We’ve been looking at the reality of an activist homosexual strategy to change society in the series Is There a Gay Agenda?, and in particular the 1989 homosexual publication After the Ball from Madsen and Kirk. What have been the results of this movement in our society? Consider the following letter to the editor sent to the Charlotte Observer on February 21st, 2007 protesting the use of the Booth Playhouse for the lecture series Homosexuality, the Church, and Society:
Why rent Blumenthal for gay-bashing talks?
The writer is associate professor, UNC Charlotte Department of Dance and Theatre.
In response to “Group plans lecture series to protest gay-lesbian fundraiser” (Feb. 16):
So the Performing Arts Center has decided to rent space in the Booth Playhouse to conservative Christians who want to counter the “homosexual agenda.” Can we soon expect Klan Kapers and Holocaust-deniers Hoedowns?
Would someone please ask the Arts & Science Council why these uptown theaters are empty and thus available for hate groups? Why has local theater never received ASC support on a par with dance, opera and the symphony? This bloated organization is more concerned with perpetuating itself with fund drives than with fostering arts groups that could fill these theaters.
Are the theaters empty also because the Observer continues to marginalize theater and arts coverage? The most theater coverage in recent years has been your misinformed pursuit of scandal at the late Charlotte Rep.
How can Dr. Brown, a full-blooded Jew who has written extensively against Anti-Semitism, be compared to KKK members and Holocaust-deniers simply for discussing these issues? Consider the following look at how these moral associations have become so ingrained in our corporate psyche, with a look at the letter in question:
Be aware that much of the wider culture considers anyone that believes homosexuality is sinful to be a bigot… and thus we have lost the debate before it has even begun! We need to redefine the discussion in our generation, armed with the facts and a humble Christ-like character, that we might be able to submit a different voice into the cultural landscape of ideas.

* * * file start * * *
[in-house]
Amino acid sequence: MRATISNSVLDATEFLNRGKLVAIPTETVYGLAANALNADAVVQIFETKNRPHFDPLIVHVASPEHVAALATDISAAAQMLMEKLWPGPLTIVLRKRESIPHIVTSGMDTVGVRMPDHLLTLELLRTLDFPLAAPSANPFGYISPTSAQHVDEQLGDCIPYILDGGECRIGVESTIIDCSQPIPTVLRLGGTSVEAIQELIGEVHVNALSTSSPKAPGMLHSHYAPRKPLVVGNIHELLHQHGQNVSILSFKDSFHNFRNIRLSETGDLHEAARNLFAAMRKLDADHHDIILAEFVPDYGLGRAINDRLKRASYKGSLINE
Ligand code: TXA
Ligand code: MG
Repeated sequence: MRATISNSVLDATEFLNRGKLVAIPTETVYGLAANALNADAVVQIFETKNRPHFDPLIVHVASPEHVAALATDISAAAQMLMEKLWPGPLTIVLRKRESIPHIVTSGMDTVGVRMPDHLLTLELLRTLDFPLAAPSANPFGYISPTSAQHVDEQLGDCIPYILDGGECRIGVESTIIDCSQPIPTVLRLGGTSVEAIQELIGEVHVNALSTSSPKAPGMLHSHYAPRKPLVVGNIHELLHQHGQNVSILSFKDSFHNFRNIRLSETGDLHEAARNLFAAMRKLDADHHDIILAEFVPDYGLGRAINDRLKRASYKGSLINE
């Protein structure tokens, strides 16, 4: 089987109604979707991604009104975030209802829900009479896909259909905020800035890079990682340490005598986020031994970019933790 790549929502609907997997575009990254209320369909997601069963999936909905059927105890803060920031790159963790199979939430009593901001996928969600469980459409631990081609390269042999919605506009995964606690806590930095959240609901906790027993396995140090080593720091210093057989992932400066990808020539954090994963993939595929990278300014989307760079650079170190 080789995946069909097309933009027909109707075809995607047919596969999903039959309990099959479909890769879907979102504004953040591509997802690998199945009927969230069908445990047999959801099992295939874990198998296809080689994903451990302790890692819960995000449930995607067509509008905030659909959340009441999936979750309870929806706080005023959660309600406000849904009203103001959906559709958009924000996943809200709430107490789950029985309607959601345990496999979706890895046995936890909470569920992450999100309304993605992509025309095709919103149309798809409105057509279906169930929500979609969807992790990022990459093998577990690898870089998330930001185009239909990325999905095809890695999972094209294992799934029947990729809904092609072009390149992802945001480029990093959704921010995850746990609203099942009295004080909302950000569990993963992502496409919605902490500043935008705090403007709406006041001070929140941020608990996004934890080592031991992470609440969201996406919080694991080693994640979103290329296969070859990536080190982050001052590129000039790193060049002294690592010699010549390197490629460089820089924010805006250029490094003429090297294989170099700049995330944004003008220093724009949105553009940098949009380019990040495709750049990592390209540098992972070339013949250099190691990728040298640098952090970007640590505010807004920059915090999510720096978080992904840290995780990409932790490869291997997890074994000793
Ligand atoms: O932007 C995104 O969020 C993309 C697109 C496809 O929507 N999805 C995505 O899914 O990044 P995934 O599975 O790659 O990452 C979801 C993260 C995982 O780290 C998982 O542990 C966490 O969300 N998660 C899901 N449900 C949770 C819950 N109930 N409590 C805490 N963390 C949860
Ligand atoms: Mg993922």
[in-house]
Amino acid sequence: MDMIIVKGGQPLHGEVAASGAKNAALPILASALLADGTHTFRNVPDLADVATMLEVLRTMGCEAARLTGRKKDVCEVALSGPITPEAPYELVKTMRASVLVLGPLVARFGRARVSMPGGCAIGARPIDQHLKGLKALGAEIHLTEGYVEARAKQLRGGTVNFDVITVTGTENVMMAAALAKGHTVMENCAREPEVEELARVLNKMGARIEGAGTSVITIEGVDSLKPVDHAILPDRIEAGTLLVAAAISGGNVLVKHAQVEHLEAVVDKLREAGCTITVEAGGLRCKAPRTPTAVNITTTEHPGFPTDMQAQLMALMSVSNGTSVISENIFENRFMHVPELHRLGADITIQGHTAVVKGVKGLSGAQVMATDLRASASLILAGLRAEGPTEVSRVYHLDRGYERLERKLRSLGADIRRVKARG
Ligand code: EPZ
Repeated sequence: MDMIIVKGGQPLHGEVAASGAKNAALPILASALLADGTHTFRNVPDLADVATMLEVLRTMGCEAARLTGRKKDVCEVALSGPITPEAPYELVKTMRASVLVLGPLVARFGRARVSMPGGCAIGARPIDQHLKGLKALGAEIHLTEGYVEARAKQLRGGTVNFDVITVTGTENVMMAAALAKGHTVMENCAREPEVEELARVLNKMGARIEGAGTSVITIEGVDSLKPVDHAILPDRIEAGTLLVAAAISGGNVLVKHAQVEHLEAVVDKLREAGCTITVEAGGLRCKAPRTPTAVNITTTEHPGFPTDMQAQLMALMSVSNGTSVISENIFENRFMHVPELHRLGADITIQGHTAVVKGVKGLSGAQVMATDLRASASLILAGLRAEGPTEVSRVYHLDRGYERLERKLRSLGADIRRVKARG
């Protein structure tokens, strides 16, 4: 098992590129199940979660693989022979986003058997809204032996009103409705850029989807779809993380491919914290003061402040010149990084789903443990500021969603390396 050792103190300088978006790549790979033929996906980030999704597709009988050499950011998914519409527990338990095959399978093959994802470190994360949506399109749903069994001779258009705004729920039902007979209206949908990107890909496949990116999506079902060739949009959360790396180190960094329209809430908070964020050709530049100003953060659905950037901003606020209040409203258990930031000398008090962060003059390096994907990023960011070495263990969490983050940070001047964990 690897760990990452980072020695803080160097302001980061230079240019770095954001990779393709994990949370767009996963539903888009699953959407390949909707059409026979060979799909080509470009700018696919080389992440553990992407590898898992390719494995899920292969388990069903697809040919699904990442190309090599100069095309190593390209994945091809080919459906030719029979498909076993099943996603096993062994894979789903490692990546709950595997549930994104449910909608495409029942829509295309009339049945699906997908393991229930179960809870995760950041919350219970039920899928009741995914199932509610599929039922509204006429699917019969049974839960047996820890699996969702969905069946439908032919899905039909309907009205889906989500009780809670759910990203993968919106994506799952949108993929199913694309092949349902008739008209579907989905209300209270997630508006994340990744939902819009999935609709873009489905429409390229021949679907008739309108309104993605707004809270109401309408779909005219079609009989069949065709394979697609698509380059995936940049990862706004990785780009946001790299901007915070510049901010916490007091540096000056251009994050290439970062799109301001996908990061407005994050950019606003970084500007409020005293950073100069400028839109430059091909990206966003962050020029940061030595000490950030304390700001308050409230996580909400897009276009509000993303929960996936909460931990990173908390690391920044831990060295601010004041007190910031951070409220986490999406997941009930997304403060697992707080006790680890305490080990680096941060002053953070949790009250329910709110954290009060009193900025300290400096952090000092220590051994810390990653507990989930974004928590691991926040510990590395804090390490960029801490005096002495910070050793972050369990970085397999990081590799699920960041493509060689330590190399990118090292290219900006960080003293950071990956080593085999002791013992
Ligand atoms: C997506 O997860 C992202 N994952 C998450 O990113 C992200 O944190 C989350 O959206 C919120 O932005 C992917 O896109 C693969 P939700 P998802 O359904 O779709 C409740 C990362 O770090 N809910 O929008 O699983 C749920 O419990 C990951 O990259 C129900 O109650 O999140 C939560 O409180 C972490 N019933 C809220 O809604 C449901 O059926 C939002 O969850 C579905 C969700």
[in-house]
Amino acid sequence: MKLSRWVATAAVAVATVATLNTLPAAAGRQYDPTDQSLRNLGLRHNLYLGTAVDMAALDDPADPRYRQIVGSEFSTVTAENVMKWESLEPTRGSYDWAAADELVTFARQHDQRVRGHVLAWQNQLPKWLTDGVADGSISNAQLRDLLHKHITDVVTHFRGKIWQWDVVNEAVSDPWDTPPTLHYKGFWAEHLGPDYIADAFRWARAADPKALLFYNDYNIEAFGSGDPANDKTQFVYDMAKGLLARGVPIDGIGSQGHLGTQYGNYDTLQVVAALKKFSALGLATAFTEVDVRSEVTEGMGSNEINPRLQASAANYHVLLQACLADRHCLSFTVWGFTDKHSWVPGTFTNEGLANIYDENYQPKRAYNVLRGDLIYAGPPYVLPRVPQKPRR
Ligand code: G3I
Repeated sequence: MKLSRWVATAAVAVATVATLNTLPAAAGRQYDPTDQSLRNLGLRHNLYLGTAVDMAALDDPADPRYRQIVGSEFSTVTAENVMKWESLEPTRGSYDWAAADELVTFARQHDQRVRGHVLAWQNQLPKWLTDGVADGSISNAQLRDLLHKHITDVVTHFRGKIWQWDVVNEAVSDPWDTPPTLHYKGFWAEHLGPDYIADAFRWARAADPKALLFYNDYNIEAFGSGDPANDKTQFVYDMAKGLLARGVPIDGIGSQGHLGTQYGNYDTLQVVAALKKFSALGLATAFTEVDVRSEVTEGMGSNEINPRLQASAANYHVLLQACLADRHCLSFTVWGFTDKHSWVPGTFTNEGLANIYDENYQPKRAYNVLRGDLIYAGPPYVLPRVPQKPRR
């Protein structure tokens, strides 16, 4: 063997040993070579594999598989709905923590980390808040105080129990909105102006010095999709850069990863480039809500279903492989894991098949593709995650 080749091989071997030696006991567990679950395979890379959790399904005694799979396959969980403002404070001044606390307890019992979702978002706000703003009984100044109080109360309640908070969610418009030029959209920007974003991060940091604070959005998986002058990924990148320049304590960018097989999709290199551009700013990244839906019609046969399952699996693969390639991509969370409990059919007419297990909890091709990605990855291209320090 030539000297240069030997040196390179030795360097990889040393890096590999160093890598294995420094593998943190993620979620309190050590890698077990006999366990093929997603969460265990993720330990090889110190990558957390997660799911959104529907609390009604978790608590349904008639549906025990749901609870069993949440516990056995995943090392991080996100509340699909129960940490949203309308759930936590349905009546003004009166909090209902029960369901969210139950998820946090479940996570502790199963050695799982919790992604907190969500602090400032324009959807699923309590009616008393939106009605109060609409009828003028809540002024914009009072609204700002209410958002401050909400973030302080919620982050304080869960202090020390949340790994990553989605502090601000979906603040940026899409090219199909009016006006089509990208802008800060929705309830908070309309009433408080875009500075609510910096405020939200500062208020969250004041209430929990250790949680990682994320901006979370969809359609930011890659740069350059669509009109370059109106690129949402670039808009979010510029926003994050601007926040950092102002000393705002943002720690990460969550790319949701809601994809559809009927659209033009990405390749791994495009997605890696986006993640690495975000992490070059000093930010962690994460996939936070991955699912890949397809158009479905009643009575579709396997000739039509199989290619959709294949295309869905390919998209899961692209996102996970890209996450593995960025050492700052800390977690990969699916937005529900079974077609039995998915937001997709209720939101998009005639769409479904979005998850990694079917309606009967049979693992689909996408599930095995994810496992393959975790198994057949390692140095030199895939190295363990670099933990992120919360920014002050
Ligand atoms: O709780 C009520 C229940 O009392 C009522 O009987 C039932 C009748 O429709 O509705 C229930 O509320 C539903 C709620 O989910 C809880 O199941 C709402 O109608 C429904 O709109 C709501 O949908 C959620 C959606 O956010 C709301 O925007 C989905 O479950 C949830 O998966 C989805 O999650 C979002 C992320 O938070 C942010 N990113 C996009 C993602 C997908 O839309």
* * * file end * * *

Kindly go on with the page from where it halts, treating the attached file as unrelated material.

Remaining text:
A May 30, 2008 article in The Advocate, the oldest continuing gay publication in the U.S., recounts a recent event at Los Angeles’s Academy of Television Arts and Sciences entitled LGBT: Above and Below the Line in Prime, which looked at how the representation of gays in television has changed. Though they proclaim that “Over the past three decades or so, queer representation on TV has been minimal and mocking at best (as opposed to the early years of TV, when we were completely nonexistent)” and that “there’s a long way to go”, they conclude with the following statement:
The evening was certainly not a bad way to spend a couple hours as well as an encouraging reminder that queer visibility on the small screen is increasing in positive ways — not just on Showtime and HBO, but ABC and the other mainstream networks. A growing number of programs feature one or two queer characters seamlessly woven into the series.
Seamlessly woven? Lock in on those words, they are very important. How has something that was shocking 30 years ago become something that goes virtually unnoticed on prime-time TV? Read more of this article »
We’re all products of our environment. That which we consider right or wrong, true or false, good or bad, is to a large extent a result of what we’ve been led to believe by our surrounding culture. When we hear stories about how North Korea’s residents are inundated with false propaganda from their government about cannibalistic Americans, or how many Palestinian children grow up with the understanding that Jews are apes and pigs, we tend to feel a comfortable distance from those worlds. After all, ours is a free society that embraces differing viewpoints, surely we would never allow such propaganda to be perpetuated here in America!
The reality is, however, that our perceptions are being shaped just as much here in the West, albeit in a more subtle fashion. While it may seem that as we grow and mature we are given the tools to think critically and the freedom to believe what we want, we are to a large extent not only taught HOW to think, but also WHAT to think… Read more of this article »